JE: Believe it because I know that’s what would happen. And I’ll tell you what else. Either Rog or Pete would say that the tour is being carried on as a tribute to me, while the other one would totally disagree. You can’t do nothing without a fight in The ‘Oo. Not that I would care because I would be dead, but you know.

Me: The Who would definitely be missing something without your rapid-fire bass fills. Townshend is still an incredible guitar player, but you supply that trademark thunder rolling under every song. The Who would lose its pulse without you.
JE: Oh, don’t be overdramatic. The Who would be fine without me. Rog still has most of his voice, and he sounds shit hot after all the touring we’ve been doing lately. And Pete has been fucking brilliant ,too. Thank God or Baba or whoever that he’s finally showing an interest in playing electric guitar again. He’s no longer an ace rocker trying to be a fucking mediocre song-and-dance man on Broadway. We’re putting out live bootlegs from the shows on this tour on the Internet, and I think Pete’s solos on those records will match much of what he did on Live on Leeds. He won’t match what I did, but you know. The Who is a machine with enough working parts to create magical rock ‘n’ roll, with or without me.

Me: You are totally dismissing your contributions to this band.
JE: (takes another sip of Brandy) Maybe. But we’ve been doing this for almost 40 years so we know how the fuck to make a rock ‘n’ roll band work. Shit happens and you deal with it. Keith died and we carried on. That horrible thing in Cincinnati happened and we carried on. Pete almost killed himself with drugs and drink in the early ‘80s and we fucking carried on. It’s the way you survive in this business, by carrying on, even when you shouldn’t sometimes. Look, it’s not rocket science. We play the same set every night. You start with “Can’t Explain”, Substitute”, and “Anyway, Anyhow, Anywhere”. Then it’s the hits from Who’s Next, a suite from Quadrophenia a bit of Tommy in the obligatory encore, and you go home. If I died tomorrow, I could do that set in my casket.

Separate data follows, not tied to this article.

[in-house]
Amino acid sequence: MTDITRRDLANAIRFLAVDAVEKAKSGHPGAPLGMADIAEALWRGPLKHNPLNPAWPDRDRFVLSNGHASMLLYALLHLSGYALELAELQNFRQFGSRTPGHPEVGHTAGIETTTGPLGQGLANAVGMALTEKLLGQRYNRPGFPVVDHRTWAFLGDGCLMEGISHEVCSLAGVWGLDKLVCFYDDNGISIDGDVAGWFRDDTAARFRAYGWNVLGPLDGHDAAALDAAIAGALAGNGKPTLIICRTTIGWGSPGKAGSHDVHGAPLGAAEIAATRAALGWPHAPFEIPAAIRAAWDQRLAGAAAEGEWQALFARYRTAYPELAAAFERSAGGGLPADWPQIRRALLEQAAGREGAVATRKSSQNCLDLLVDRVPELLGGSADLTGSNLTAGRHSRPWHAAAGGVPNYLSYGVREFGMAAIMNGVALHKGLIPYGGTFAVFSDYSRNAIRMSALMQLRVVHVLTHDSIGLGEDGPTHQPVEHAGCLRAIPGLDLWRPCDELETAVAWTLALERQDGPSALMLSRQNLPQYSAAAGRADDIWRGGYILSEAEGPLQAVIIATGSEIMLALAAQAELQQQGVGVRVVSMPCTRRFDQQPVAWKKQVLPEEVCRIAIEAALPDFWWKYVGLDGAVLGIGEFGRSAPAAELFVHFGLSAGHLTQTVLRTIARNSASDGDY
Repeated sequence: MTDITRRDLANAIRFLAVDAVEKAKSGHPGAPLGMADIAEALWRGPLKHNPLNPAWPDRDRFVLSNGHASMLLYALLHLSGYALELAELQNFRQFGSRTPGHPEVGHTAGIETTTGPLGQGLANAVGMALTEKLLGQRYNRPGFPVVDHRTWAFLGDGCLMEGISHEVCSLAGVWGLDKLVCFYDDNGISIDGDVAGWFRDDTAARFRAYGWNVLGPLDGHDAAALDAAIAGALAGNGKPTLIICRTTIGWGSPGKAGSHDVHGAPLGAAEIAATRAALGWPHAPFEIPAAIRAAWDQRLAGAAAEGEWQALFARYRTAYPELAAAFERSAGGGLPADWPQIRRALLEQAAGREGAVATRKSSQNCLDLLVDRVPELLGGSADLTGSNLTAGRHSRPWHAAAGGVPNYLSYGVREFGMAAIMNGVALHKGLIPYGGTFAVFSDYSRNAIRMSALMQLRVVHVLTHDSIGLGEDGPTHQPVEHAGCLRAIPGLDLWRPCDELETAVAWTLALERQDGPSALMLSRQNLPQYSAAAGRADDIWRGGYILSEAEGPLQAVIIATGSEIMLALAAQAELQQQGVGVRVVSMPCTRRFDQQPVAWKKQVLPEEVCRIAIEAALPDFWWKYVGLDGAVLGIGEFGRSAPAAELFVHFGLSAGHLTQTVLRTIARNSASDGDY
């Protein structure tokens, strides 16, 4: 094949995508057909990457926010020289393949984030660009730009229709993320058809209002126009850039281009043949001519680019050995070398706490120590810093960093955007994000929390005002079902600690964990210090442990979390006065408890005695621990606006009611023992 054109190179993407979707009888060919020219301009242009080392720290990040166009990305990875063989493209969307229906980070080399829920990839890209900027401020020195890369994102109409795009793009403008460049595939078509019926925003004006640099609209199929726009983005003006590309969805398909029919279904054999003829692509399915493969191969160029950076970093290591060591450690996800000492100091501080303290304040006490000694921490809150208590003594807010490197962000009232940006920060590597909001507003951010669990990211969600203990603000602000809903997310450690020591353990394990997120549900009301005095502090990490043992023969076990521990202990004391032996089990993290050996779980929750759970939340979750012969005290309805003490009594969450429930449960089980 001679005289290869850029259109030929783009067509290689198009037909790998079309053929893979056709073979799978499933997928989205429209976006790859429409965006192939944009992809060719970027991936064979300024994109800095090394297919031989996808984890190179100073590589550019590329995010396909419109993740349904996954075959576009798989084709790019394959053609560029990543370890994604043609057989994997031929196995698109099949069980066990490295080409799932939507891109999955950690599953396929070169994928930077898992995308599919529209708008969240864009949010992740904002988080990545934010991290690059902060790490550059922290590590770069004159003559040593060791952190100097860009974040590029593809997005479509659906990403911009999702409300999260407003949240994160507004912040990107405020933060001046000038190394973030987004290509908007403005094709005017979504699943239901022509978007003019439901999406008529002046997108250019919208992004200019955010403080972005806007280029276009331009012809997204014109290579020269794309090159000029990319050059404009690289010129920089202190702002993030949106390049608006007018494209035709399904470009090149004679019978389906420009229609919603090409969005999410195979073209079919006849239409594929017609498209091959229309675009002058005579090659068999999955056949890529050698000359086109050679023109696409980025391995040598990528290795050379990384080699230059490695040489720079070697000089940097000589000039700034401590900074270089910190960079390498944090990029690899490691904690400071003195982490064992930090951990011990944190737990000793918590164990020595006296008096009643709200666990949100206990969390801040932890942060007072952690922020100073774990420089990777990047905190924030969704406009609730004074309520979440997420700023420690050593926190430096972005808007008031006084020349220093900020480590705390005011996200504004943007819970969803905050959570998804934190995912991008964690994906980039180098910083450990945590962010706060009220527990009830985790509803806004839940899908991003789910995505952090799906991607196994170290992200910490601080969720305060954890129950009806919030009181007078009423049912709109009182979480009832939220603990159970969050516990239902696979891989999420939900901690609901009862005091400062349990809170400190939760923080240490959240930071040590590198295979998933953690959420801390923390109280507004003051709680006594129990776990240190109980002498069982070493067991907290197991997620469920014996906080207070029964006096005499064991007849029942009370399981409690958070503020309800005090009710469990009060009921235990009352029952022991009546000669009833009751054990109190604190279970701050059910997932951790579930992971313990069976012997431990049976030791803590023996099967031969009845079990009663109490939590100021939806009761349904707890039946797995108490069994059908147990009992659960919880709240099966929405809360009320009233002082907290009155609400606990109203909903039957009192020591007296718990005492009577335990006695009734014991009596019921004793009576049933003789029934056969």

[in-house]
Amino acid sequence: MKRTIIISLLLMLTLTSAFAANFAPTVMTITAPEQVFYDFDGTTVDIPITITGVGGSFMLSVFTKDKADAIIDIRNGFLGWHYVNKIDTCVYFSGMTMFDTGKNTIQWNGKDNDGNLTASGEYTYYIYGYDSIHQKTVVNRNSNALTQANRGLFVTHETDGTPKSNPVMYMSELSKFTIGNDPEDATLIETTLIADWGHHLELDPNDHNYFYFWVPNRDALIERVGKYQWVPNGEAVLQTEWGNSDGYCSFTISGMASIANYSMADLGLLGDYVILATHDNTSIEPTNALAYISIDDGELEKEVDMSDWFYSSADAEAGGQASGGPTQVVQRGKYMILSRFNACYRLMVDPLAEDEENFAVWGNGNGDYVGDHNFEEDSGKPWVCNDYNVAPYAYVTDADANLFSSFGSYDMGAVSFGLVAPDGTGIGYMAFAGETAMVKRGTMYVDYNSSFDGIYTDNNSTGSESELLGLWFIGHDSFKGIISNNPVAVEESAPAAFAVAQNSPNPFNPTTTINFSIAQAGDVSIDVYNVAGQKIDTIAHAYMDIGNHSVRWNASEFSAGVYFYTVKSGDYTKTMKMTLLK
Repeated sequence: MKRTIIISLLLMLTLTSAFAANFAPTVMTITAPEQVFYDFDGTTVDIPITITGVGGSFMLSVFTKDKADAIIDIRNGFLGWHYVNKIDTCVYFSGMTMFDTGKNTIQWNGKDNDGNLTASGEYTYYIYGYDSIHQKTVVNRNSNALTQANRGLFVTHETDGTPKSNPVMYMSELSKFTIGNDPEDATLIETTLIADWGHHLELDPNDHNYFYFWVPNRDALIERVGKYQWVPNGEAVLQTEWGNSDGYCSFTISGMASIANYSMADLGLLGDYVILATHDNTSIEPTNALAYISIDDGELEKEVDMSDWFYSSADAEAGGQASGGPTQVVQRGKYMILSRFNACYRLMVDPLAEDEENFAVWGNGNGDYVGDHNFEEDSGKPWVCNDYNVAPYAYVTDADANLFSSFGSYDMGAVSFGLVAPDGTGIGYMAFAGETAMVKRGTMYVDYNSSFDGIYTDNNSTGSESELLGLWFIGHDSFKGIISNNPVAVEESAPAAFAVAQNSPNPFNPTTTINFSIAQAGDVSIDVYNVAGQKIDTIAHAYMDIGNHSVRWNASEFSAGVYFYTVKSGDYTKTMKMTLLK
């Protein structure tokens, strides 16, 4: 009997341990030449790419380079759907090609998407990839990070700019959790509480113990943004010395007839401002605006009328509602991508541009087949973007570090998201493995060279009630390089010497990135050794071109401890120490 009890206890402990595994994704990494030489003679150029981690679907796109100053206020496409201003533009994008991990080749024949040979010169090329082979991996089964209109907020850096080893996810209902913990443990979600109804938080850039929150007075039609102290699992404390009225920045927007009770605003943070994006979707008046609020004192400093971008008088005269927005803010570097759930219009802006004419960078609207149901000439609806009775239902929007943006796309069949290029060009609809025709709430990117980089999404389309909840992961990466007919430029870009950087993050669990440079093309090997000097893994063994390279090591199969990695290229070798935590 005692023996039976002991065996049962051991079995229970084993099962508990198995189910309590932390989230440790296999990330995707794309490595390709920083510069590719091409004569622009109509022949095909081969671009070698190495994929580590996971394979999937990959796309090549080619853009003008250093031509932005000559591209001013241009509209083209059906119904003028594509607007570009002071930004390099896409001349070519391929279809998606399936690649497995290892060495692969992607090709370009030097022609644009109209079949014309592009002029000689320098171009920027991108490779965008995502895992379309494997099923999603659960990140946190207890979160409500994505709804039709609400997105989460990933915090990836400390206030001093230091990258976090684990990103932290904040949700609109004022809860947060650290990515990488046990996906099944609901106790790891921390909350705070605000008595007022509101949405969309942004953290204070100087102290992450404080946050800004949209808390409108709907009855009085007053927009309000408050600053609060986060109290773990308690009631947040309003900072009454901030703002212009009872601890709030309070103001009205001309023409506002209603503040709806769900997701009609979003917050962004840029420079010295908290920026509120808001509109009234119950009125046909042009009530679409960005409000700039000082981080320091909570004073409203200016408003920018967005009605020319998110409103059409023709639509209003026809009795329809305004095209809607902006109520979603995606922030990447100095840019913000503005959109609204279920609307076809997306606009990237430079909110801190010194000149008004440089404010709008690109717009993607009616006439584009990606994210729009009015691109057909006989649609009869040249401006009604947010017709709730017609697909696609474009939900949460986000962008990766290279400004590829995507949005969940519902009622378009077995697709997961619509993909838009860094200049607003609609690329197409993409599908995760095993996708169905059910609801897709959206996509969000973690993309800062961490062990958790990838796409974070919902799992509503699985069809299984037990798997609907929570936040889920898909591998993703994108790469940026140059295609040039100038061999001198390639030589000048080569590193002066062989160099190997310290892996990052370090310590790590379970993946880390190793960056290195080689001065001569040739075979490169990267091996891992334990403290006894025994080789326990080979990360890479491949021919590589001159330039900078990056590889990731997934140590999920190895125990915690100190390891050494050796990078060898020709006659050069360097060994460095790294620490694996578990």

Me: What about spontaneity?
JE: What about it? That set works every time because the songs are the best rock tunes ever and we bash them out like pros. Maybe it shouldn’t work, but there’s no denying that it does.

Me: Fine, you might have the how figured out, but what about the why? Why does The Who keep going?
JE: Let me answer that this way. Go home, put on your copy of Live at Leeds, and turn it up as loud as you can. Now imagine that you get to create that every night, that you get to be a part of that magic. Now you know it will never be as good as it once was, but it’s still pretty fucking wonderful. It’s special, you are a part of it, and you cannot let it go. It’s not just nostalgia. It’s about being 57 years old, and knowing that you aren’t going to be around forever and wanting to experience the deepest, most beautiful, most orgasmic sensation of your life as much as you can before you’re gone. That, and I need the quid.